I have spent the last couple months working almost exclusively on the upcoming Insight Media Pico/Micro Projector report. Part 1, covering picoprojectors embedded into cell phone handsets will be issued later this week. Other markets for these small, LED- or Laser-based projectors include:
* Digital cameras
* Stand-alone picos
* Micros for entertainment
* Micros for presentation
Most people, including industry analysts like the ones at Insight Media, have never seen a picoprojector anywhere except as a demo at a trade show. There is a reason for this, however. Two reasons, really.
First, if you look at the total number of small LED and laser projectors sold to date (the first "pocket" projector was introduced in 2005), the number isn’t very large. Worldwide, probably a total of around 2M units have sold over the six year period. Another 2M or so are expected to be sold in 2011-so things are looking up.
The second reason most people have never seen pico or micro projectors in action is their use model. Forget the publicity photos (courtesy of Photoshop) showing guys in bars entertaining their friends or teen agers in school hallways using the inside of their lockers. Most pico and micro projectors are used for entertainment, mostly video but also gaming and still photos. Because of their low output, picoprojectors are used in dim or dark rooms. This includes like hotel rooms, college dorms, bedrooms and army barracks in Afghanistan - so places most of us wouldn’t see them in use anyway. Yes, there are microprojectors bought and used for presentations, but what do you think that road warrior does with it at night? Watch video streamed from his laptop to his microprojector in his hotel, out of sight of everybody. One use-model for pico/micro projectors that spans several of the market segments is TV replacement systems in developing countries. In this case, the pico/micro projector, sometimes embedded into a phone handset, sometimes not, is a family’s only access to TV and the Internet. For $100 or so, the battery powered, solar recharged system can bring the family out of the dark and into the modern age.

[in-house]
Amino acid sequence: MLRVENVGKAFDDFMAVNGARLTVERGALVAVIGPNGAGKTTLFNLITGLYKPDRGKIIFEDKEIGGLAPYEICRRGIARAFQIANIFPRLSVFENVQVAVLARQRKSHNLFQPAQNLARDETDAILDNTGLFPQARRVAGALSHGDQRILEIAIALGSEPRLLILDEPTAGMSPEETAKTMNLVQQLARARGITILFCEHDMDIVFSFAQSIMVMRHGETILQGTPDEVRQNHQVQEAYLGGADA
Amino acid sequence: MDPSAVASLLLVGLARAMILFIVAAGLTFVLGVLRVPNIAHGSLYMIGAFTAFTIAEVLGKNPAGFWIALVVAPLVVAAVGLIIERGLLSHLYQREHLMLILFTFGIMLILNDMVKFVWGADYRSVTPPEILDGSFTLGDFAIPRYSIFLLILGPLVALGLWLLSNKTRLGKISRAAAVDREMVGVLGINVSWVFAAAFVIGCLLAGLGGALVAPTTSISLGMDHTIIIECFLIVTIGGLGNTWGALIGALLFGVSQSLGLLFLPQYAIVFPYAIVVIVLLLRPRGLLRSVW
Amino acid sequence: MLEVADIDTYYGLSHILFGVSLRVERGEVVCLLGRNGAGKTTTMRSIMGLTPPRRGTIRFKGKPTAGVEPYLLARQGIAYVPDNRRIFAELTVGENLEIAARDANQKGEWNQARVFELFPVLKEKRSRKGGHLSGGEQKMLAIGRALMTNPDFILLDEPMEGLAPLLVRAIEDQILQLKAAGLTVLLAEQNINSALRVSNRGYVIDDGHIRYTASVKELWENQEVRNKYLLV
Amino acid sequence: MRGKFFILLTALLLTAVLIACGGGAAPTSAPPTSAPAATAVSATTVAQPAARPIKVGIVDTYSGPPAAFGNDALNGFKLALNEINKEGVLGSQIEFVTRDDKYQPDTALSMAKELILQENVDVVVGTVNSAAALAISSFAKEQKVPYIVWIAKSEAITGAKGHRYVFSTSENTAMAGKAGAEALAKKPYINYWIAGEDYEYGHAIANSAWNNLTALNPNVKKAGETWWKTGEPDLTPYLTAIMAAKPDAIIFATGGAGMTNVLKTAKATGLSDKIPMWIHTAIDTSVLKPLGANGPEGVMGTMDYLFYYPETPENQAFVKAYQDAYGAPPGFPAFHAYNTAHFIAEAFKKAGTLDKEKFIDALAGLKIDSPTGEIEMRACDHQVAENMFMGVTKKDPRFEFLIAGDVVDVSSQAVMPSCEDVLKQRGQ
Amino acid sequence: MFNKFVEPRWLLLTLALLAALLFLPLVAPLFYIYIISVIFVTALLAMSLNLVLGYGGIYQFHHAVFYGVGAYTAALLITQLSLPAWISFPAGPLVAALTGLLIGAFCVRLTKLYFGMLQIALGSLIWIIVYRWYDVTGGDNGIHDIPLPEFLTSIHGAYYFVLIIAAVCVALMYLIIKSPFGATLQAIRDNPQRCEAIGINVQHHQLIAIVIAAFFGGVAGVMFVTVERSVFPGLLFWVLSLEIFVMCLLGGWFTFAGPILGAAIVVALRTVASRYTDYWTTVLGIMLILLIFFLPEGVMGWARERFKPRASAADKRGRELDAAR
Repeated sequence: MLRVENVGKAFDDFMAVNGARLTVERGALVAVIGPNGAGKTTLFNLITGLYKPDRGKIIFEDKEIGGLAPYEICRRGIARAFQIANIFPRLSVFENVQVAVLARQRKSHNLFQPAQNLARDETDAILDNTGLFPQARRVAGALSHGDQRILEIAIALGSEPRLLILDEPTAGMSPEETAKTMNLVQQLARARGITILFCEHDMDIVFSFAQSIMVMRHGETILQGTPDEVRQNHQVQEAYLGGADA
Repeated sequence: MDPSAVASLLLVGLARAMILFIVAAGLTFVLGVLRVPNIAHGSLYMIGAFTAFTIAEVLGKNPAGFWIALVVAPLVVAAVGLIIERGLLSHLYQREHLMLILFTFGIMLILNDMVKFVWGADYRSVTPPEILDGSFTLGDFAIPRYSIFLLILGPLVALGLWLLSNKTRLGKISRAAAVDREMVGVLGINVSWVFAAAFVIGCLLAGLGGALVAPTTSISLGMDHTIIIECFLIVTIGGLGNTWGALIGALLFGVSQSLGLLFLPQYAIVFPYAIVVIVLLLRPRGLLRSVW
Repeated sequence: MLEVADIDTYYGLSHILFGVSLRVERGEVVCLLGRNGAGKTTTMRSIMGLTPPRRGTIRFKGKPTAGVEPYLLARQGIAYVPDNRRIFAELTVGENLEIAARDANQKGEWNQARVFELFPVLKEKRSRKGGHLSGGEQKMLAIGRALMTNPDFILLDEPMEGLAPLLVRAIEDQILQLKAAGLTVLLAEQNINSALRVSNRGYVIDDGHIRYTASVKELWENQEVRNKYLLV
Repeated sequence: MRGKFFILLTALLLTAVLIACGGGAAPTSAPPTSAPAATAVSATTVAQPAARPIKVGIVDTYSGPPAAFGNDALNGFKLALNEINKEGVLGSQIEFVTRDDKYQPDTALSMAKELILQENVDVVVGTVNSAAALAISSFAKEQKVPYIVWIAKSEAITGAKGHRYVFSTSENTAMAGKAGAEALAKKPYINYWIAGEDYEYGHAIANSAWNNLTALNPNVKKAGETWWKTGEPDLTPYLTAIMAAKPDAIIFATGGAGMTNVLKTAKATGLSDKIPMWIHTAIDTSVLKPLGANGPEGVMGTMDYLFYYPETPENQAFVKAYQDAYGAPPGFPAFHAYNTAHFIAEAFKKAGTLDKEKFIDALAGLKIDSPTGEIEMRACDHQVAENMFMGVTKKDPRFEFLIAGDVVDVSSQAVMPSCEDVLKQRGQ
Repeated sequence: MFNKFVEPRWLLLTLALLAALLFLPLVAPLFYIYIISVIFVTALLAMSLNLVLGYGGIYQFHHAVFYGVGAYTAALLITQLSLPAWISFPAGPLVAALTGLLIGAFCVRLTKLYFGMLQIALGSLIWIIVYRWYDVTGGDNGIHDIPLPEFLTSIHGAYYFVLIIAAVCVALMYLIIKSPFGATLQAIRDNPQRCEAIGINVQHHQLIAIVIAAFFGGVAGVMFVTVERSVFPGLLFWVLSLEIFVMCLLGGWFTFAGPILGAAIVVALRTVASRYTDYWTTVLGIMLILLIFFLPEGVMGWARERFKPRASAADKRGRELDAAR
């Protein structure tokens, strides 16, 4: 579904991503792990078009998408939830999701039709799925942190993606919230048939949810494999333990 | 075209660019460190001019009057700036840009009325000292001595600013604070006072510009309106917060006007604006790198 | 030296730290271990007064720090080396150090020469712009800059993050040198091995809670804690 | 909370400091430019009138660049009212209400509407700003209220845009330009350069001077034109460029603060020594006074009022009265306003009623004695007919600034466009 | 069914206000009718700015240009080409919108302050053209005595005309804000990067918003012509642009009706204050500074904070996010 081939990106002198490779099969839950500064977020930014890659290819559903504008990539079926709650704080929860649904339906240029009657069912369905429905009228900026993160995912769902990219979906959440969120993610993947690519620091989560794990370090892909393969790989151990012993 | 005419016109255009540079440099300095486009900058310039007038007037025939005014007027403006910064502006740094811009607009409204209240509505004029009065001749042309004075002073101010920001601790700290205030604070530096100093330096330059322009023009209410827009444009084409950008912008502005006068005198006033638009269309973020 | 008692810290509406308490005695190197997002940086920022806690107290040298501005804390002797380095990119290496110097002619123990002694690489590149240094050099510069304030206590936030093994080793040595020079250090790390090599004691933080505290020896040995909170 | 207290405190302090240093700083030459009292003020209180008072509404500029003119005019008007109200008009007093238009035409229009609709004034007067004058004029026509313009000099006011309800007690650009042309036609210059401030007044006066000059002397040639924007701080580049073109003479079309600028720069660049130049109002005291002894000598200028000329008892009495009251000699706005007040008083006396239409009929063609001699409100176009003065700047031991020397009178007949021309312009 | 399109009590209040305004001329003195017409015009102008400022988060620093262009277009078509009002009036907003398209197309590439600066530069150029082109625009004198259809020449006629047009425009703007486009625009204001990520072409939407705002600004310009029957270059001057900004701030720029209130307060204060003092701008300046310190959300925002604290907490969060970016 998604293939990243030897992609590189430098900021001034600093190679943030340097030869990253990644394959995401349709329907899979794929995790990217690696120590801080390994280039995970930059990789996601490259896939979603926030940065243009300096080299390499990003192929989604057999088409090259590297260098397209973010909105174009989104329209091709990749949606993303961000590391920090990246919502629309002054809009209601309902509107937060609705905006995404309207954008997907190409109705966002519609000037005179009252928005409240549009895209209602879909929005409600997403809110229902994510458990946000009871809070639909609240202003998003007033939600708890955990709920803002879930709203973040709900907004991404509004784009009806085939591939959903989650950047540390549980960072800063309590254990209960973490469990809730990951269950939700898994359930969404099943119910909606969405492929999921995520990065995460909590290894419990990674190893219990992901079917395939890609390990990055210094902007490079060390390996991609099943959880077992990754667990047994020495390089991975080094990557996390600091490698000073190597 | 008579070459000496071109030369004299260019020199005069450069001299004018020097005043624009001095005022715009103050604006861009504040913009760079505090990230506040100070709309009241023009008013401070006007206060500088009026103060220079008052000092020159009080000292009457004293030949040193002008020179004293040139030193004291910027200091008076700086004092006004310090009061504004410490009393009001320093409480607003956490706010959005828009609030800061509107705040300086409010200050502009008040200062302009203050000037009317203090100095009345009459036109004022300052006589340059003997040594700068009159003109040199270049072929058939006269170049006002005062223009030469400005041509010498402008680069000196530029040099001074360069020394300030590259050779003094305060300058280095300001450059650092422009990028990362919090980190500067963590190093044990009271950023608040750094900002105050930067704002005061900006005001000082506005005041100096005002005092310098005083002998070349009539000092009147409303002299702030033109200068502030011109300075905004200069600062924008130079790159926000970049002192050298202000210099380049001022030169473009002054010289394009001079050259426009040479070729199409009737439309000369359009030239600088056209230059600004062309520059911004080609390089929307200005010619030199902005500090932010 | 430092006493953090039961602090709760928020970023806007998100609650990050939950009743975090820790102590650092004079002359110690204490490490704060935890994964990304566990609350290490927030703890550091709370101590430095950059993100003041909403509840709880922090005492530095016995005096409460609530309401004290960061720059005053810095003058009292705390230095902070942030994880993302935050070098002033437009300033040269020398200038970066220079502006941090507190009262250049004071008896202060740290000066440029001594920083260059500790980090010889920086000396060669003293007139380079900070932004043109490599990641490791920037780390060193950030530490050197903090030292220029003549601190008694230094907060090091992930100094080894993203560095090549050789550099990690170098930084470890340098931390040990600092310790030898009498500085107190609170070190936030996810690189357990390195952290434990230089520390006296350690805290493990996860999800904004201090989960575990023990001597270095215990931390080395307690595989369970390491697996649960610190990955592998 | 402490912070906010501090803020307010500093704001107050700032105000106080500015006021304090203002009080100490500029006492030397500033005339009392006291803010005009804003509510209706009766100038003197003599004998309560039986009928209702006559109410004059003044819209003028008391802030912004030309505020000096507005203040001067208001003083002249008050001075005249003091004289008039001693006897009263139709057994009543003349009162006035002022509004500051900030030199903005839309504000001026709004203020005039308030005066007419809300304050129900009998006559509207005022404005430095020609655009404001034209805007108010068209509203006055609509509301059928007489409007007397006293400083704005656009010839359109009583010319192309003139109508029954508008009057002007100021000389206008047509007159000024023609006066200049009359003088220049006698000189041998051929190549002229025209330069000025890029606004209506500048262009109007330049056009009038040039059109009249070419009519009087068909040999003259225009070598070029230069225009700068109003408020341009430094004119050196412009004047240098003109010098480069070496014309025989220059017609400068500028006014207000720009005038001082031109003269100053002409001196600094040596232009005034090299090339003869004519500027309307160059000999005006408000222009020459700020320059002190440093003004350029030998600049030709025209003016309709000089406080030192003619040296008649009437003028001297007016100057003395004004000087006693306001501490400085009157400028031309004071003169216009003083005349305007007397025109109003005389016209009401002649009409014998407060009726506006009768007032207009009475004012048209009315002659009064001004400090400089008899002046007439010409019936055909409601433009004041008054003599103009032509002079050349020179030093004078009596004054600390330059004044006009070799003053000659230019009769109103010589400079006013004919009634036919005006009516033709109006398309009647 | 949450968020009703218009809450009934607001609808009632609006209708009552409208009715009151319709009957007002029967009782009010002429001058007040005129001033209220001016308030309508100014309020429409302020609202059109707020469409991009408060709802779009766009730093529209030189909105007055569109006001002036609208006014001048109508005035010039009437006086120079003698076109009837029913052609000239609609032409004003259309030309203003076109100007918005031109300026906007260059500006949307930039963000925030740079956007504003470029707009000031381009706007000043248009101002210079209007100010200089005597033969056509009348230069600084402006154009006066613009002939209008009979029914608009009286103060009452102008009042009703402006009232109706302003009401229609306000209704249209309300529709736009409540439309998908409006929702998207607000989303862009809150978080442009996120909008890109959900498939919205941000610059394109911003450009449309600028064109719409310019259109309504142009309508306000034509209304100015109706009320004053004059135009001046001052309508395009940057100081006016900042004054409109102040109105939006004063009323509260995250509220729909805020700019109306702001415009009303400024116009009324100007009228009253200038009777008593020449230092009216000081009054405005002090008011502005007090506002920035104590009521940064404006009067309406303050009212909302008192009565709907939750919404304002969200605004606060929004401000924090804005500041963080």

In the mobile display market, pico and micro projectors face formidable competition from other mobile display products. Number 1 on the list is direct view LCD or OLED displays. These displays, which are typically 3" - 4" diagonal when embedded in a handset, or 7" - 10" when embedded in a tablet computer, do not make as large an image as a standard projector can. Neither can a picoprojector, for that matter. Forget the picoprojector marketing claims of 60" images, which is only really possible in a dark room. More than likely, you will be viewing a 20" - 30" image, which is better, but the viewer needs to be more careful about ambient light with a pico.
So if you can’t lick them, join them. 3M demonstrated their MPro-180 picoprojector at CES using video from an iPad.
There is strong interest among product developers of picoprojectors, including both manufacturers of components such as microdisplays, scanning mirrors, LEDs, Lasers, etc., and among system manufacturers targeting one or more of the 6 market segments for these systems. Service providers are also very interested in this market. But this interest isn’t sparked by the 2011 potential sales of 2M or so, it is sparked by the potential volumes of 10’s of millions, or possibly even 100M or more within the relatively near future. When, and if, (nothing is certain in the pico/micro market!) these volumes are reached, there should be enough profit to go around to all those who stuck with pico & micro projectors in the lean years.